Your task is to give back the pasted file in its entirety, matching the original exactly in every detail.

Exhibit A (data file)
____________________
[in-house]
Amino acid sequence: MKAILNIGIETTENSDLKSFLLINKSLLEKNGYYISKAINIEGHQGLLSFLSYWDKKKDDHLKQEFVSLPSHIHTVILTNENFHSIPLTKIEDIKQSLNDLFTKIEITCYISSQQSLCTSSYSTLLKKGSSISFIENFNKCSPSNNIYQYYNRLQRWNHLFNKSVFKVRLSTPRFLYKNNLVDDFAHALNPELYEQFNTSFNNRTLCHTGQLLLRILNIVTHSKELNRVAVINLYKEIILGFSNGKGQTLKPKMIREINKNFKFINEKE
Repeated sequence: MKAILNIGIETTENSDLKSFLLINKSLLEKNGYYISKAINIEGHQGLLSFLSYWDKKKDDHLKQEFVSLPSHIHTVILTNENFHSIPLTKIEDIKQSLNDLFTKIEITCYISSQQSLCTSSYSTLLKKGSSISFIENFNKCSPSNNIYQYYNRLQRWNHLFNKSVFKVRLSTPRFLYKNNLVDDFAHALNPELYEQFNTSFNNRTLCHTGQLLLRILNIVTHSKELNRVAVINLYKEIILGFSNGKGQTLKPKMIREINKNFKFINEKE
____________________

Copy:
[in-house]
Amino acid sequence: MKAILNIGIETTENSDLKSFLLINKSLLEKNGYYISKAINIEGHQGLLSFLSYWDKKKDDHLKQEFVSLPSHIHTVILTNENFHSIPLTKIEDIKQSLNDLFTKIEITCYISSQQSLCTSSYSTLLKKGSSISFIENFNKCSPSNNIYQYYNRLQRWNHLFNKSVFKVRLSTPRFLYKNNLVDDFAHALNPELYEQFNTSFNNRTLCHTGQLLLRILNIVTHSKELNRVAVINLYKEIILGFSNGKGQTLKPKMIREINKNFKFINEKE
Repeated sequence: MKAILNIGIETTENSDLKSFLLINKSLLEKNGYYISKAINIEGHQGLLSFLSYWDKKKDDHLKQEFVSLPSHIHTVILTNENFHSIPLTKIEDIKQSLNDLFTKIEITCYISSQQSLCTSSYSTLLKKGSSISFIENFNKCSPSNNIYQYYNRLQRWNHLFNKSVFKVRLSTPRFLYKNNLVDDFAHALNPELYEQFNTSFNNRTLCHTGQLLLRILNIVTHSKELNRVAVINLYKEIILGFSNGKGQTLKPKMIREINKNFKFINEKE